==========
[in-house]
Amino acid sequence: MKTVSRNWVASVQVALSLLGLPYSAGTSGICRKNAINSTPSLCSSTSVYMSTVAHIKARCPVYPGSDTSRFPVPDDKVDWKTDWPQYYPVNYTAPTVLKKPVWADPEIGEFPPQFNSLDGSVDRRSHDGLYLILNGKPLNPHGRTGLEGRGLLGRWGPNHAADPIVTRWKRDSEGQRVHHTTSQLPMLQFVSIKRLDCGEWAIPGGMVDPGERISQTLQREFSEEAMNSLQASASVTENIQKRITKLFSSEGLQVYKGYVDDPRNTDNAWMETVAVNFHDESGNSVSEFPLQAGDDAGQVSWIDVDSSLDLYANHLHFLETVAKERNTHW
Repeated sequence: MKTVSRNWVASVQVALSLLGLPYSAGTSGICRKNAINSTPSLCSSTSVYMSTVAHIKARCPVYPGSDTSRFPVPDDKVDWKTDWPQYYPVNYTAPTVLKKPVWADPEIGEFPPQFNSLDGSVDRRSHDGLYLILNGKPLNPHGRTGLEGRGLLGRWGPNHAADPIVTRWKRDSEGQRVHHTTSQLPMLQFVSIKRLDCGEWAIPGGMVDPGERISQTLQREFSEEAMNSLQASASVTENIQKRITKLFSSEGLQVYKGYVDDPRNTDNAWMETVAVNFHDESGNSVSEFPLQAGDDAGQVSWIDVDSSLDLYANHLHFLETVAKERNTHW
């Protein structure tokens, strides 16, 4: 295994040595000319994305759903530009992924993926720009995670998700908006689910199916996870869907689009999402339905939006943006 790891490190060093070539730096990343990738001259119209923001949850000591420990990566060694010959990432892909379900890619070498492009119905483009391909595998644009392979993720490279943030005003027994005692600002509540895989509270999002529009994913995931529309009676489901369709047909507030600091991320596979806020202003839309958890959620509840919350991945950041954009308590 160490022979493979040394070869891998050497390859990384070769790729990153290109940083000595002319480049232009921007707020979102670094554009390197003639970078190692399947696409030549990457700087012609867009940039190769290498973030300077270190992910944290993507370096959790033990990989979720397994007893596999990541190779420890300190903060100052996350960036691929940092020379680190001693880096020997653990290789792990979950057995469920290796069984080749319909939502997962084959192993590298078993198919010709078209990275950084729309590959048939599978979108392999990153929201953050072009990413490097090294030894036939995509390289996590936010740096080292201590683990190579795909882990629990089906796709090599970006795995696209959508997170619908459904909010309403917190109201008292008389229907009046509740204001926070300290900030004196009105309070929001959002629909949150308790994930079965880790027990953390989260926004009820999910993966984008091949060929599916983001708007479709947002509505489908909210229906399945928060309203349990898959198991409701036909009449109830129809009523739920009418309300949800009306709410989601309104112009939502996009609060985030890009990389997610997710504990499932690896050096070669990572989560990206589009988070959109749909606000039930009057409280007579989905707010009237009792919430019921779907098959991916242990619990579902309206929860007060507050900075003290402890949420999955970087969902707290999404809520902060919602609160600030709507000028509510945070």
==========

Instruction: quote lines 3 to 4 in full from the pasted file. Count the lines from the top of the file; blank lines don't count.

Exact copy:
Repeated sequence: MKTVSRNWVASVQVALSLLGLPYSAGTSGICRKNAINSTPSLCSSTSVYMSTVAHIKARCPVYPGSDTSRFPVPDDKVDWKTDWPQYYPVNYTAPTVLKKPVWADPEIGEFPPQFNSLDGSVDRRSHDGLYLILNGKPLNPHGRTGLEGRGLLGRWGPNHAADPIVTRWKRDSEGQRVHHTTSQLPMLQFVSIKRLDCGEWAIPGGMVDPGERISQTLQREFSEEAMNSLQASASVTENIQKRITKLFSSEGLQVYKGYVDDPRNTDNAWMETVAVNFHDESGNSVSEFPLQAGDDAGQVSWIDVDSSLDLYANHLHFLETVAKERNTHW
């Protein structure tokens, strides 16, 4: 295994040595000319994305759903530009992924993926720009995670998700908006689910199916996870869907689009999402339905939006943006 790891490190060093070539730096990343990738001259119209923001949850000591420990990566060694010959990432892909379900890619070498492009119905483009391909595998644009392979993720490279943030005003027994005692600002509540895989509270999002529009994913995931529309009676489901369709047909507030600091991320596979806020202003839309958890959620509840919350991945950041954009308590 160490022979493979040394070869891998050497390859990384070769790729990153290109940083000595002319480049232009921007707020979102670094554009390197003639970078190692399947696409030549990457700087012609867009940039190769290498973030300077270190992910944290993507370096959790033990990989979720397994007893596999990541190779420890300190903060100052996350960036691929940092020379680190001693880096020997653990290789792990979950057995469920290796069984080749319909939502997962084959192993590298078993198919010709078209990275950084729309590959048939599978979108392999990153929201953050072009990413490097090294030894036939995509390289996590936010740096080292201590683990190579795909882990629990089906796709090599970006795995696209959508997170619908459904909010309403917190109201008292008389229907009046509740204001926070300290900030004196009105309070929001959002629909949150308790994930079965880790027990953390989260926004009820999910993966984008091949060929599916983001708007479709947002509505489908909210229906399945928060309203349990898959198991409701036909009449109830129809009523739920009418309300949800009306709410989601309104112009939502996009609060985030890009990389997610997710504990499932690896050096070669990572989560990206589009988070959109749909606000039930009057409280007579989905707010009237009792919430019921779907098959991916242990619990579902309206929860007060507050900075003290402890949420999955970087969902707290999404809520902060919602609160600030709507000028509510945070």